The selection and engineering of specific advanced materials (AdMs) play an important role in the design of hydrogen aircraft. Particularly key is the efficient storage of hydrogen, which requires the selected material to have either a strong interaction with hydrogen, or no reaction at all. Six methods of reversible hydrogen storage with a high volumetric and gravimetric density have been identified, which vaguely centre around three storage types: high-pressure gas storage, cryogenic liquid storage, and absorbed storage, where hydrogen is absorbed into a material and then selectively released.

High-pressure (<20MPa) gas cylinders are currently the most ubiquitous method of hydrogen storage, with austenitic stainless steels – a form of stainless steel containing significant amounts of chromium and nickel – and aluminium alloys being the most popular to date, due to their very high tensile strengths and relatively low densities, as well as their high immunity to hydrogen effects (reaction and diffusion) at ambient temperatures. Lightweight fibre-reinforced composite structures have also been developed which, while not isotropic (equal in every direction) in strength, can be designed to withstand pressures up to 80MPa, for a significant volumetric density – a key factor in mobile hydrogen storage. However, a critical issue with high-pressure gas storage is the opposition of volumetric and gravimetric density, whereby increasing the pressure increases the former but decreases the latter, and vice-versa. While gas cylinders have been sufficient to date, new designs are needed for hydrogen aircraft.

One such highly promising alternative to gas-state hydrogen storage is liquid-state storage in cryogenic tanks (21.2K/-251.8°C) at ambient pressure. This would present a multitude of benefits, including improved safety as a result of reduced operating pressures and improved tank design flexibility as pressurized tanks can generally only be built in cylindrical geometries. There is however one fundamental issue with cryogenic liquid storage: cost. The Joule-Thompson/Linde cycle, the simplest hydrogen liquefaction method, is still complicated and thus expensive. Additionally, storage at cryogenic temperatures is complex, and boil-off losses can result from heat leaks. In optimal conditions (a double-walled, vacuum-insulated spherical dewar), a 100m³ tank would typically experience a 0.2% daily loss, although this will increase for non-optimal tank designs (e.g. non-spherical tanks) likely necessary for aircraft.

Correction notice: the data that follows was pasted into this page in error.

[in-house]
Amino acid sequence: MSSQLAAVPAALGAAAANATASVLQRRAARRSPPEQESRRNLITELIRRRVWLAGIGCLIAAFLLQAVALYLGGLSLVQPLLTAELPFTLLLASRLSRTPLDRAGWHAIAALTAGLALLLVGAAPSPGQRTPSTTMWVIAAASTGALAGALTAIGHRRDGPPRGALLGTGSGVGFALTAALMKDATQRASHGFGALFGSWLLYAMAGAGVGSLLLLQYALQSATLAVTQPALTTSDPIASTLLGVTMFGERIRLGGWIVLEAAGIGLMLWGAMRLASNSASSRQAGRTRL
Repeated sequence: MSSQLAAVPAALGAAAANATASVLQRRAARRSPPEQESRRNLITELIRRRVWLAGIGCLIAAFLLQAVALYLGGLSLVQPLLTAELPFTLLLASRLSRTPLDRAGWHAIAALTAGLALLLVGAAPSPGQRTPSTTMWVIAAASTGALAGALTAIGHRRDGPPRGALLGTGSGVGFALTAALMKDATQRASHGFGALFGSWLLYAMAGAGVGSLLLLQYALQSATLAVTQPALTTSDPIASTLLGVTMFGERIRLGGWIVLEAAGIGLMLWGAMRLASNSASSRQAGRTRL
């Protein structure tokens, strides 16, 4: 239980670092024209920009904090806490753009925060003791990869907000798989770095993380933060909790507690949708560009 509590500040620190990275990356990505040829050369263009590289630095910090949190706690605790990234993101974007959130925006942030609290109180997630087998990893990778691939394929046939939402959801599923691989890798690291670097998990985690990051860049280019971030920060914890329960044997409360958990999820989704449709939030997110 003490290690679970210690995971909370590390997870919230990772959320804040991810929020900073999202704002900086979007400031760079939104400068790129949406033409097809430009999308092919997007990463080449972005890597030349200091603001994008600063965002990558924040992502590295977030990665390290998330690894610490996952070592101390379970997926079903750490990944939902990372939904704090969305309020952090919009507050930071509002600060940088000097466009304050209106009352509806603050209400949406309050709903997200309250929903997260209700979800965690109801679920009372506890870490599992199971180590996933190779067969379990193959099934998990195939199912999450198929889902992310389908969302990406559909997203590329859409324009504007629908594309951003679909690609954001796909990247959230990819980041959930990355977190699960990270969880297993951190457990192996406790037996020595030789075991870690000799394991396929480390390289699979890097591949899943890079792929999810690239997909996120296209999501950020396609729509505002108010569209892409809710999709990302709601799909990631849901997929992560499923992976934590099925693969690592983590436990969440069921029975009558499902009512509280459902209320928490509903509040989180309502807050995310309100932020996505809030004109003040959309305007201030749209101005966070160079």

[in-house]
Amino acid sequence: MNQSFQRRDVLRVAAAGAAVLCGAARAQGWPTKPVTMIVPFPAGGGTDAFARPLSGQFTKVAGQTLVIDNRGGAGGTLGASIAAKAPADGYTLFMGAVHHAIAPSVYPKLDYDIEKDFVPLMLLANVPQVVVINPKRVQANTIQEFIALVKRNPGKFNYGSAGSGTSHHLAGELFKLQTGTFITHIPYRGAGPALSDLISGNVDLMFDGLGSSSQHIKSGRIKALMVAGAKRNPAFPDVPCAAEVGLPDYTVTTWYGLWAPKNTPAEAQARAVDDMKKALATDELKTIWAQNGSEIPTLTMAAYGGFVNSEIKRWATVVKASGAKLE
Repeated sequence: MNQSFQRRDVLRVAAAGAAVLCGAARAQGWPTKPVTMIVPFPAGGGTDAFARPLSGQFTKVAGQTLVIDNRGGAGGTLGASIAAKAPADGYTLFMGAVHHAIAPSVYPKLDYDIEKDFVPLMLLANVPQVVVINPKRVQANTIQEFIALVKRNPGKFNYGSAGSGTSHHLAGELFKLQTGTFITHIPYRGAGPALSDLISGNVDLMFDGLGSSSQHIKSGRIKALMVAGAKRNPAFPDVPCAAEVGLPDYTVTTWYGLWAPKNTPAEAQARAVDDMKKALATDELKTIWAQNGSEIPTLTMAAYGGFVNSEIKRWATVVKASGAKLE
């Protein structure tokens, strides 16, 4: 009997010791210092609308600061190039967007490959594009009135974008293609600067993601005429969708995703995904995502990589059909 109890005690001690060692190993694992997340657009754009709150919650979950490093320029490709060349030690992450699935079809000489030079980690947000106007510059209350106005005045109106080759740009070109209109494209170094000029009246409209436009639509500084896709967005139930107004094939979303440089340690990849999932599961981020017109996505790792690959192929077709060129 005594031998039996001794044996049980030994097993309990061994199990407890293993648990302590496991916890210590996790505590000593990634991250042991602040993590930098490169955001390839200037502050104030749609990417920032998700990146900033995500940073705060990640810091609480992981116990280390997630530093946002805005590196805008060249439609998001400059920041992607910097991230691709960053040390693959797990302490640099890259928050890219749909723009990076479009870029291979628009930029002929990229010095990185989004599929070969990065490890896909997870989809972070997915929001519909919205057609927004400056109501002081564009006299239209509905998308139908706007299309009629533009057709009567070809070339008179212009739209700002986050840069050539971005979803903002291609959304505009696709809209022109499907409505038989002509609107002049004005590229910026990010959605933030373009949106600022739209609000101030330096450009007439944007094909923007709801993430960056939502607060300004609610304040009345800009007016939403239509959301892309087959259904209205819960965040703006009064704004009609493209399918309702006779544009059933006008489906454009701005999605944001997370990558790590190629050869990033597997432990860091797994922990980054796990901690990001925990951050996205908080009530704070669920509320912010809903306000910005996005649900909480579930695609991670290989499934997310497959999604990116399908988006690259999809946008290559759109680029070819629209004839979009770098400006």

While less developed, storage by absorption is also possible. There are several propositions, including physisorption (attraction) of hydrogen molecules onto the surface of a solid. Large specific surface area (i.e. surface area-to-weight) materials, such as nanostructured or activated carbon, and carbon nanotubes (CNTs), are possible substrates. CNTs are of particular interest as the tube cavity, which has a width of less than a few molecular diameters, causing field overlap and increased attractive force between the carbon and the hydrogen. By comparison, the planar graphene sheets in graphite have less attraction but are easier to manufacture.

Physisorption for hydrogen storage has potential due to low operating pressure and material cost, as well as simple design architecture, but the small volumetric and gravimetric densities are significant drawbacks. Another method of solid hydrogen storage is the reaction with transition metals at elevated temperatures to form hydrides. Hydrogen reacts with many of the more electropositive elements (i.e. Sc, Ti, Va) and sits in the metallic crystal structure, without pressure changes in the system. This can result in extremely high volumetric hydrogen density, making metal hydrides a very effective method by which to safely and compactly store large amounts of hydrogen. The current achievable gravimetric density of about 3 mass% is however a limiting factor for aircraft, meaning the challenge to design a lightweight metal hydride system still remains.

A different system of complex hydrides can also be used: lightweight metals from groups 1, 2, and 3 (e.g. Li, Mg, B, Al, etc.), to give rise to a large variety of metal-hydrogen complexes. The primary difference between these and metallic hydrides is the transition to an ionic or covalent compound upon the absorption of hydrogen. These are very stable and decompose only at temperatures above the melting point of the complex. However, very high gravimetric densities at room temperature are possible: iBH4 has 18 mass% hydrogen – ideal for aircraft. Overall, materials science is a key piece in the hydrogen aircraft puzzle. New materials for absorbed hydrogen storage will be important in the transformation of hydrogen-propelled travel from prototypes to a scaled market solution in sustainable air travel.

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